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‘Our whole life depends on water’: Climate change, pollution and dams threaten Iraq’s Marsh Arabs


CHEBAYESH MARSHES, Iraq, Oct 14 (Reuters) – On an island surrounded by the slim waterways of the Chebayesh Marshes in southern Iraq, Sabah Thamer al-Baher rises with the solar to exploit his herd of water buffalo.

This summer time has been powerful for Baher, a father of two. Iraq’s 2020-2021 rainfall season was the second driest in 40 years, in keeping with the United Nations, inflicting the salinity of the wetlands to rise to harmful ranges.

Animals fell sick and died, and Baher was pressured to purchase contemporary consuming water for his personal herd of round 20 buffaloes, his solely supply of earnings.

Another drought is predicted for 2023 as local weather change, pollution and upstream damming preserve Iraq trapped in a cycle of recurring water crises.

“The marshes are our life. If droughts persist, we will stop to exist, because our whole life depends on water and raising water buffaloes,” stated 37-year-old Baher.

Baher and his household are Marsh Arabs, the wetlands’ indigenous inhabitants that was displaced within the Nineteen Nineties when Saddam Hussein dammed and drained the marshes to flush out rebels hiding within the reeds.

After his overthrow in 2003, the marshes had been partly reflooded and many Marsh Arabs returned, together with Baher’s household.

However, situations have pushed the wetlands’ fragile ecosystem off steadiness, endangering biodiversity and livelihoods, stated Jassim al-Asadi, an environmentalist born within the marshes.

“The less water, the saltier it is,” Christophe Chauveau, a French veterinarian who surveyed the marshes for Agronomists and Veterinarians Without Borders stated, including that buffalos drink much less and produce much less milk when the water high quality drops.

According to the Max Planck Institute, the temperature rise within the Middle East throughout summer time has been greater than 0.5 levels Celsius per decade – about twice as excessive as the worldwide common.

Iraq’s neighbours are additionally affected by droughts and rising temperatures, which has led to regional water disputes. The water ministry stated earlier this yr that water flows from Iran and Turkey had been decreased by 50 % all through the summer time.


Then there’s the matter of pollution coming from upstream. In 2019, the federal government stated that 5 million cubic metres a day of uncooked sewage water had been being pumped immediately into the Tigris, one of many rivers that feed Iraq’s marshes.

Environmentalist Azzam Alwash stated there was an pressing want for Iraq to decide to a long-term water administration technique as its fast-growing inhabitants of almost 40 million is estimated to double by 2050.

Aoun Dhiab, spokesperson for the water ministry, stated the federal government’s technique was to protect the deeper, everlasting water our bodies of the marshes throughout a minimal of two,800 sq. kilometres (1080 sq. miles).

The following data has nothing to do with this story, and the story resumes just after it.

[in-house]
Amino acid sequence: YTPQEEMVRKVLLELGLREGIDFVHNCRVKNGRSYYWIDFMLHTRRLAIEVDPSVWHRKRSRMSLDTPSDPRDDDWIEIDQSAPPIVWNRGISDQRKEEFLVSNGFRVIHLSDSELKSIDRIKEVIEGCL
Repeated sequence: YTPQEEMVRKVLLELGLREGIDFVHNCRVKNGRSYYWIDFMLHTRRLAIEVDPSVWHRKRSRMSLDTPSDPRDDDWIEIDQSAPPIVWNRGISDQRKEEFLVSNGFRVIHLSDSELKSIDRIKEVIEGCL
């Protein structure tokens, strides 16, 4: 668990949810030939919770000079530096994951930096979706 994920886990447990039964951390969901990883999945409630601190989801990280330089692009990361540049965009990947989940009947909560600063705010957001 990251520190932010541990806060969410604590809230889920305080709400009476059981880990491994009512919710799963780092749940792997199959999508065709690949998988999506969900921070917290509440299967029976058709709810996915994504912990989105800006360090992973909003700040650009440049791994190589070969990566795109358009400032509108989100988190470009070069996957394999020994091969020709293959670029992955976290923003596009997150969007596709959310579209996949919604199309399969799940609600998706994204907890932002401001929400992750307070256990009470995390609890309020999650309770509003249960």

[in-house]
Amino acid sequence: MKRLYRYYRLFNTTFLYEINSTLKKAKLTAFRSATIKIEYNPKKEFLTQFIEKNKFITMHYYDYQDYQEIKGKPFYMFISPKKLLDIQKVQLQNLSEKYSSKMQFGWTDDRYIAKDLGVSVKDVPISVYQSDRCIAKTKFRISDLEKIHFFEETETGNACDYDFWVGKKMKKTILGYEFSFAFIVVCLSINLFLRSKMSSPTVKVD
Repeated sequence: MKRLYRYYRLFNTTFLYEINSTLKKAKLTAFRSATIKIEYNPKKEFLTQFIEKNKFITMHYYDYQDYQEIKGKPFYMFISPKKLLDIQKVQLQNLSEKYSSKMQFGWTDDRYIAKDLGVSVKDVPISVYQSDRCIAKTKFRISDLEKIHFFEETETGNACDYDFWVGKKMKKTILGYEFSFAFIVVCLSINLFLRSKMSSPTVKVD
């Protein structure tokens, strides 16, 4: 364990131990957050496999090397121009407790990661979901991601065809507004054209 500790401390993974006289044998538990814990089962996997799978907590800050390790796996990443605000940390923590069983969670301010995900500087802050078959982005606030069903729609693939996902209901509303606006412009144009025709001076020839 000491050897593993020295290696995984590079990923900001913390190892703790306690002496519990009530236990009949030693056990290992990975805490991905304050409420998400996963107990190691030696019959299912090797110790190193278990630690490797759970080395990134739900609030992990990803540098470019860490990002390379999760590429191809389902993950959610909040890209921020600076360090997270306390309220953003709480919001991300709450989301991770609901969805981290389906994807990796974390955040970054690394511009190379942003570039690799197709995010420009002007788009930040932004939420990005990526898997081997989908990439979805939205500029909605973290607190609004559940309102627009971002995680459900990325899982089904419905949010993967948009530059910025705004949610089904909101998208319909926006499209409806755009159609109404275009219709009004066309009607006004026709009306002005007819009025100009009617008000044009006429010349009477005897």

“This is what we are planning, to preserve the permanent water bodies to protect the ecological resources and fish stock,” he stated.

Dhiab stated water ranges within the marshes had partially improved for the reason that summer time, with much less evaporation resulting from falling temperatures and that the wetlands shrink and develop naturally relying on the season.

He additionally stated the federal government couldn’t allocate extra water to the marshes when there have been shortages of consuming water in summer time.

“Of course people in the marshes want more water, but we need to prioritise. The priority goes to drinking water, to the municipalities and to preserving the Shatt al-Arab river,” he stated.

Drought and pollution of the Shatt al-Arab river brought about a disaster in southern Iraq in 2018, when hundreds had been hospitalised with water-borne illnesses.

The penalties are nonetheless punishing for the Marsh Arabs. With his youngest daughter nestled in his arms and consuming buffalo milk out of her feeder, Baher watches his nephews are likely to a sick buffalo.

In summer time, a few of Baher’s kinfolk moved their herds altogether to deeper elements of the marshes, the place salinity ranges had been decrease, however preventing over one of the best spots as households had been pressured to share shrinking areas.

Estimates on the marshes’ present inhabitants range broadly. Once 400,000 within the Fifties, round 250,000 individuals returned when the marshes had been reflooded.

While diminishing water provides pushed farmers this yr to maneuver to the cities, the place an absence of jobs and providers have led to protests prior to now, Baher, like many different younger herders, hopes that he’ll have the ability to stay right here.

“I felt like a stranger in the city,” he stated, remembering when the marshes had been drained. “When the water came back to the marshes, we regained our freedom.”

Reporting by Charlotte Bruneau and Thaier Al-Sudani
Editing by Raissa Kasolowsky

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Buffaloes are seen in the Chebayesh marsh, Dhi Qar province, Iraq, July 7, 2021. Picture taken with a drone. REUTERS/Thaier al-Sudani

Sabah Thamer al-Baher carries reeds at the Chebayesh marsh, Dhi Qar province, Iraq, July 6, 2021. Iraq's 2020-2021 rainfall season was the second driest in 40 years, according to the United Nations, causing the salinity of the wetlands to rise to dangerous levels. Animals fell sick and died, and Baher was forced to buy fresh drinking water for his own herd of around 20 buffaloes, his only source of income. Another drought is predicted for 2023 as climate change, pollution and upstream damming keep Iraq trapped in a cycle of recurring water crises.

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